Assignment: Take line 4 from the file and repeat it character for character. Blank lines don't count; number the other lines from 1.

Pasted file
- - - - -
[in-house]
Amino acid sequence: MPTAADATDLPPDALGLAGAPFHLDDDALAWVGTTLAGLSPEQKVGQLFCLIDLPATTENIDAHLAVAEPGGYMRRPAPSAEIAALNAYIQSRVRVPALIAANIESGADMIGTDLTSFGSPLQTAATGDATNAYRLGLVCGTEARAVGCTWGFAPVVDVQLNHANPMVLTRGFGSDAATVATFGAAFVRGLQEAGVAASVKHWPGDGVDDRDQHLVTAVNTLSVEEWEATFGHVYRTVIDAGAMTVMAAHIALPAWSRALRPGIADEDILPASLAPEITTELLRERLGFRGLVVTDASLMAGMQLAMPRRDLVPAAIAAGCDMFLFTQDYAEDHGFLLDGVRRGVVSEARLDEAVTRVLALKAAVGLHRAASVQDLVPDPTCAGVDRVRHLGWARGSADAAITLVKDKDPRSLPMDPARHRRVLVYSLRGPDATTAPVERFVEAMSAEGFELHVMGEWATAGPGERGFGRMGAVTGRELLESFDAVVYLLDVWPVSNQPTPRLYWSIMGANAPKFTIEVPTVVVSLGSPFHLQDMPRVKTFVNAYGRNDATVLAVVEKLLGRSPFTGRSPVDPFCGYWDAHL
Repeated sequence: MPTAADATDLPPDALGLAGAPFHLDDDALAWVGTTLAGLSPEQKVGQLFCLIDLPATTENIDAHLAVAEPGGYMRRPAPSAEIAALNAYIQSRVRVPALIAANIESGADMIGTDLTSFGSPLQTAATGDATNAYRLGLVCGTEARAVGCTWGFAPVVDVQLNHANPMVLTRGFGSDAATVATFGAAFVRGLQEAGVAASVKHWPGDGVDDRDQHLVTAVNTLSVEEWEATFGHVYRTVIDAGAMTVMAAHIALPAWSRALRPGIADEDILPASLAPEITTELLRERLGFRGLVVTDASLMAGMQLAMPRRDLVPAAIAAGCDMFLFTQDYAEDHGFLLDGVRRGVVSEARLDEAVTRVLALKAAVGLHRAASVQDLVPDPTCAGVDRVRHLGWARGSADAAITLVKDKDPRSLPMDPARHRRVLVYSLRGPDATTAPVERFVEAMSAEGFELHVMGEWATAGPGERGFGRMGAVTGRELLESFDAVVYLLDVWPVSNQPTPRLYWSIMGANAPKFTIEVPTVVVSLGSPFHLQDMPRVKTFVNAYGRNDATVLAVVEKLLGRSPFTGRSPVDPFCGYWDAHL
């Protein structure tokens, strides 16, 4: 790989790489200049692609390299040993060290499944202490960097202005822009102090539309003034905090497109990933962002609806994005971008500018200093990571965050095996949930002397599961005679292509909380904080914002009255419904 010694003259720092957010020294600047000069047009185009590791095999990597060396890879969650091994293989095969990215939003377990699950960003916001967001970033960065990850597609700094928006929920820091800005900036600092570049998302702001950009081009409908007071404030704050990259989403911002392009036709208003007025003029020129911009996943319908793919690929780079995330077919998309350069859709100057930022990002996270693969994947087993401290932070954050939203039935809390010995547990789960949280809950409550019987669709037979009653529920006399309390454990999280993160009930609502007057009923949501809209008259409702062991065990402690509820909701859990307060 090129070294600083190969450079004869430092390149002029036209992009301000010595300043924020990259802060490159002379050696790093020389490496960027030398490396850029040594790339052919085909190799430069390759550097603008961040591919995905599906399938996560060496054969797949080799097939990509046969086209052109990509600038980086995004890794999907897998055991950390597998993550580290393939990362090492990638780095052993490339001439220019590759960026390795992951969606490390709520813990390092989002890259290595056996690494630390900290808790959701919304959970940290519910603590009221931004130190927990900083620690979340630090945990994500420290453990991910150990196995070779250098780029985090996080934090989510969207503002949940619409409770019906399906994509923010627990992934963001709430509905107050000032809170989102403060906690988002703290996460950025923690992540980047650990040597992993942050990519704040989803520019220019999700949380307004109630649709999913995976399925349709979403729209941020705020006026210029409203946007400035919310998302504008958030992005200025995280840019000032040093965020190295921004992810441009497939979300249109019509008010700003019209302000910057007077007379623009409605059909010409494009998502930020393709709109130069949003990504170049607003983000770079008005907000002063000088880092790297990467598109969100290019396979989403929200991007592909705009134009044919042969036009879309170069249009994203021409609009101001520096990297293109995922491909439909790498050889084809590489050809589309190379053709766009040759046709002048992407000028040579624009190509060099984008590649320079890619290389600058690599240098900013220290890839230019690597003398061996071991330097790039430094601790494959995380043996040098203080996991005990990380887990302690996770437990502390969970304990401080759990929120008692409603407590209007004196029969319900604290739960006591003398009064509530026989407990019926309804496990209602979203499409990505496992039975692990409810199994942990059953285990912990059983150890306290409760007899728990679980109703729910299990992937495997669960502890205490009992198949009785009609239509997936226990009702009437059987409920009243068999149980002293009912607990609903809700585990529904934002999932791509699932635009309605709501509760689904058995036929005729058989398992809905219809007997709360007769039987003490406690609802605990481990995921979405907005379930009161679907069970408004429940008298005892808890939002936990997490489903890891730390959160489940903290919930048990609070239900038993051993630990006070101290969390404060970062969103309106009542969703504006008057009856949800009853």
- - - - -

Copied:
């Protein structure tokens, strides 16, 4: 790989790489200049692609390299040993060290499944202490960097202005822009102090539309003034905090497109990933962002609806994005971008500018200093990571965050095996949930002397599961005679292509909380904080914002009255419904 010694003259720092957010020294600047000069047009185009590791095999990597060396890879969650091994293989095969990215939003377990699950960003916001967001970033960065990850597609700094928006929920820091800005900036600092570049998302702001950009081009409908007071404030704050990259989403911002392009036709208003007025003029020129911009996943319908793919690929780079995330077919998309350069859709100057930022990002996270693969994947087993401290932070954050939203039935809390010995547990789960949280809950409550019987669709037979009653529920006399309390454990999280993160009930609502007057009923949501809209008259409702062991065990402690509820909701859990307060 090129070294600083190969450079004869430092390149002029036209992009301000010595300043924020990259802060490159002379050696790093020389490496960027030398490396850029040594790339052919085909190799430069390759550097603008961040591919995905599906399938996560060496054969797949080799097939990509046969086209052109990509600038980086995004890794999907897998055991950390597998993550580290393939990362090492990638780095052993490339001439220019590759960026390795992951969606490390709520813990390092989002890259290595056996690494630390900290808790959701919304959970940290519910603590009221931004130190927990900083620690979340630090945990994500420290453990991910150990196995070779250098780029985090996080934090989510969207503002949940619409409770019906399906994509923010627990992934963001709430509905107050000032809170989102403060906690988002703290996460950025923690992540980047650990040597992993942050990519704040989803520019220019999700949380307004109630649709999913995976399925349709979403729209941020705020006026210029409203946007400035919310998302504008958030992005200025995280840019000032040093965020190295921004992810441009497939979300249109019509008010700003019209302000910057007077007379623009409605059909010409494009998502930020393709709109130069949003990504170049607003983000770079008005907000002063000088880092790297990467598109969100290019396979989403929200991007592909705009134009044919042969036009879309170069249009994203021409609009101001520096990297293109995922491909439909790498050889084809590489050809589309190379053709766009040759046709002048992407000028040579624009190509060099984008590649320079890619290389600058690599240098900013220290890839230019690597003398061996071991330097790039430094601790494959995380043996040098203080996991005990990380887990302690996770437990502390969970304990401080759990929120008692409603407590209007004196029969319900604290739960006591003398009064509530026989407990019926309804496990209602979203499409990505496992039975692990409810199994942990059953285990912990059983150890306290409760007899728990679980109703729910299990992937495997669960502890205490009992198949009785009609239509997936226990009702009437059987409920009243068999149980002293009912607990609903809700585990529904934002999932791509699932635009309605709501509760689904058995036929005729058989398992809905219809007997709360007769039987003490406690609802605990481990995921979405907005379930009161679907069970408004429940008298005892808890939002936990997490489903890891730390959160489940903290919930048990609070239900038993051993630990006070101290969390404060970062969103309106009542969703504006008057009856949800009853």